This article appears in the Mid-November 2022 issue of Investment Executive. Subscribe to the print edition, read the digital edition or read the articles online.
By now, investors should be aware of the dangers of unregulated markets that trade products of uncertain value without independent scrutiny. No, we’re not talking about crypto. If market mechanisms are to be any use in the transition to a low-carbon economy, the carbon-credit market must embrace the sort of rules employed in other functioning markets.
Carbon markets are well-intentioned solutions to an existential threat, but that doesn’t make them immune from exploitation and abuse. As the International Organization of Securities Commissions pointed out in its recently launched consultation on carbon-market regulation, integrity is essential for markets to function as intended.
And there are reasons to be worried about the carbon-trading system’s integrity — from the provenance of credits to how they are traded, used and tracked.
Lack of rules and oversight for a fledgling market needn’t always be a major concern. Market operators either address the issues to instil investor confidence and attract liquidity, or the market withers and dies.
However, given the importance of finding feasible ways to shift to more sustainable economic growth, regulators have a duty to step in and make carbon markets work.
The issues with carbon trading aren’t novel — they’re the same concerns that exist in any marketplace, from soybeans to securities. Ensuring adequate transparency, fostering efficient price discovery, and guarding against abusive, manipulative and deceptive trading are all familiar aims of financial regulators. There are well-established ways to build those features into markets.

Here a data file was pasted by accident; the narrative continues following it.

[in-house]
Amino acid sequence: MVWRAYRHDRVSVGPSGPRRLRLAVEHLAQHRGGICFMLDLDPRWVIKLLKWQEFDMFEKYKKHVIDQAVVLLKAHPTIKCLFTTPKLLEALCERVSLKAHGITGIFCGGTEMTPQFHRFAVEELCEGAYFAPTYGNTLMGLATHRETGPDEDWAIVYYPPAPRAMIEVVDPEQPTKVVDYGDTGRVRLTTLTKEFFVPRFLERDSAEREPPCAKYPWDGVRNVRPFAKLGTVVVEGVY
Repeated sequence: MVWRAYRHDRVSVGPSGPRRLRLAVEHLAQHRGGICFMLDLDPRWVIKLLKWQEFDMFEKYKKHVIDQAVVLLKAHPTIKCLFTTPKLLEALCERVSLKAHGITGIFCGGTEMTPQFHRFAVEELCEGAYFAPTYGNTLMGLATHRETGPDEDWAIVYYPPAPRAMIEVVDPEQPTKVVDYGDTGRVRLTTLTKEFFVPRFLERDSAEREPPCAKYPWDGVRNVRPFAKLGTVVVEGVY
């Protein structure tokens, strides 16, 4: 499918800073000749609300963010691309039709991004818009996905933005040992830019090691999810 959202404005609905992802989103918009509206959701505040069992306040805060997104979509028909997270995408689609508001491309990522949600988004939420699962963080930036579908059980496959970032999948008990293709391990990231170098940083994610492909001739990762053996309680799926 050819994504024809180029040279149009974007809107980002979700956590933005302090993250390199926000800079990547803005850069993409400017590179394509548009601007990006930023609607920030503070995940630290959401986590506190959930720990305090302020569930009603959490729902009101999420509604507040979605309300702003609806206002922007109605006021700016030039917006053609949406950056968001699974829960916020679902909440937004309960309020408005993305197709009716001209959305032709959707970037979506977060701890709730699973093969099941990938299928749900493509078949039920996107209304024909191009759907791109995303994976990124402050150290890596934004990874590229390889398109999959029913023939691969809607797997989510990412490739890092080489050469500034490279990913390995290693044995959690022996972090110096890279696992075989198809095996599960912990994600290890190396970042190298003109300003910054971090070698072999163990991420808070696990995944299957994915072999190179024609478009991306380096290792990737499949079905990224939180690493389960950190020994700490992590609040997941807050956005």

What’s more challenging is the environmental component: verifying the credibility of the carbon credits being created in the first place. Ensuring that carbon-offset credits actually deliver what they promise goes beyond the expertise of financial regulators. Widely accepted global standards and independent certification of credit quality is essential for carbon markets to work and to gain the scale needed to meaningfully reduce global warming. While the abatement requirements and oversight will have to come from environmental experts, trading venues can help enforce them through the equivalent of listing rules, which stock exchanges use to set minimum standards.
Carbon markets will never be perfect. Even the most established, well-regulated financial markets in the world face fraud and misconduct. But by deploying expertise to help tackle a critical global challenge, financial regulators can protect more than just investors from the devastating costs of market failure.
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